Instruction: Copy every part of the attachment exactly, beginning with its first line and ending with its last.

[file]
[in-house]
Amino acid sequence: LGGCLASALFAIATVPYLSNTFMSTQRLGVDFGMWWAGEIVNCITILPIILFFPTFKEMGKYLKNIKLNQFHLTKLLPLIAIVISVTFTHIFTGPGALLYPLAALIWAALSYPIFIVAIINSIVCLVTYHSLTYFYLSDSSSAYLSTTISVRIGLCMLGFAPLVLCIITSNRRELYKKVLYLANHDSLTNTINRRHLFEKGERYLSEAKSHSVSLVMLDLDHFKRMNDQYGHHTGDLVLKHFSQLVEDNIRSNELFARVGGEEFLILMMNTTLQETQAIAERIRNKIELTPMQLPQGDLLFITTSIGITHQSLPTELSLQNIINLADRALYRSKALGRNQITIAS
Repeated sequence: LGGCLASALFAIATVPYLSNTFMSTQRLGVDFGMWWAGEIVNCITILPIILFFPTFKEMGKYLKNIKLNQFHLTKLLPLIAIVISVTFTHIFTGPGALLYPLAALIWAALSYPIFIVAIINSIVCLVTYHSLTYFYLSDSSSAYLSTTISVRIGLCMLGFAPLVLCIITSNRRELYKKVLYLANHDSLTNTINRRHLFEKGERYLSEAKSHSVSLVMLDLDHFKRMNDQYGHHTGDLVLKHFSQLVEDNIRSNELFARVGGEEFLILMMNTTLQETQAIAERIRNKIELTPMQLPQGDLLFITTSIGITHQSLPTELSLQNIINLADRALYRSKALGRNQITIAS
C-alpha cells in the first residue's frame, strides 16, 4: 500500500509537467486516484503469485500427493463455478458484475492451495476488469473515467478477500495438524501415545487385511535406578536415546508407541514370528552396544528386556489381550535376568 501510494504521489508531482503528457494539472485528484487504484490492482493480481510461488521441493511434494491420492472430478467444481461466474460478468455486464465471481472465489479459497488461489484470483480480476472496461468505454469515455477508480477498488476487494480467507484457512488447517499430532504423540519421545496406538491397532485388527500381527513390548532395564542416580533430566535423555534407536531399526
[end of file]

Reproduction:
[in-house]
Amino acid sequence: LGGCLASALFAIATVPYLSNTFMSTQRLGVDFGMWWAGEIVNCITILPIILFFPTFKEMGKYLKNIKLNQFHLTKLLPLIAIVISVTFTHIFTGPGALLYPLAALIWAALSYPIFIVAIINSIVCLVTYHSLTYFYLSDSSSAYLSTTISVRIGLCMLGFAPLVLCIITSNRRELYKKVLYLANHDSLTNTINRRHLFEKGERYLSEAKSHSVSLVMLDLDHFKRMNDQYGHHTGDLVLKHFSQLVEDNIRSNELFARVGGEEFLILMMNTTLQETQAIAERIRNKIELTPMQLPQGDLLFITTSIGITHQSLPTELSLQNIINLADRALYRSKALGRNQITIAS
Repeated sequence: LGGCLASALFAIATVPYLSNTFMSTQRLGVDFGMWWAGEIVNCITILPIILFFPTFKEMGKYLKNIKLNQFHLTKLLPLIAIVISVTFTHIFTGPGALLYPLAALIWAALSYPIFIVAIINSIVCLVTYHSLTYFYLSDSSSAYLSTTISVRIGLCMLGFAPLVLCIITSNRRELYKKVLYLANHDSLTNTINRRHLFEKGERYLSEAKSHSVSLVMLDLDHFKRMNDQYGHHTGDLVLKHFSQLVEDNIRSNELFARVGGEEFLILMMNTTLQETQAIAERIRNKIELTPMQLPQGDLLFITTSIGITHQSLPTELSLQNIINLADRALYRSKALGRNQITIAS
C-alpha cells in the first residue's frame, strides 16, 4: 500500500509537467486516484503469485500427493463455478458484475492451495476488469473515467478477500495438524501415545487385511535406578536415546508407541514370528552396544528386556489381550535376568 501510494504521489508531482503528457494539472485528484487504484490492482493480481510461488521441493511434494491420492472430478467444481461466474460478468455486464465471481472465489479459497488461489484470483480480476472496461468505454469515455477508480477498488476487494480467507484457512488447517499430532504423540519421545496406538491397532485388527500381527513390548532395564542416580533430566535423555534407536531399526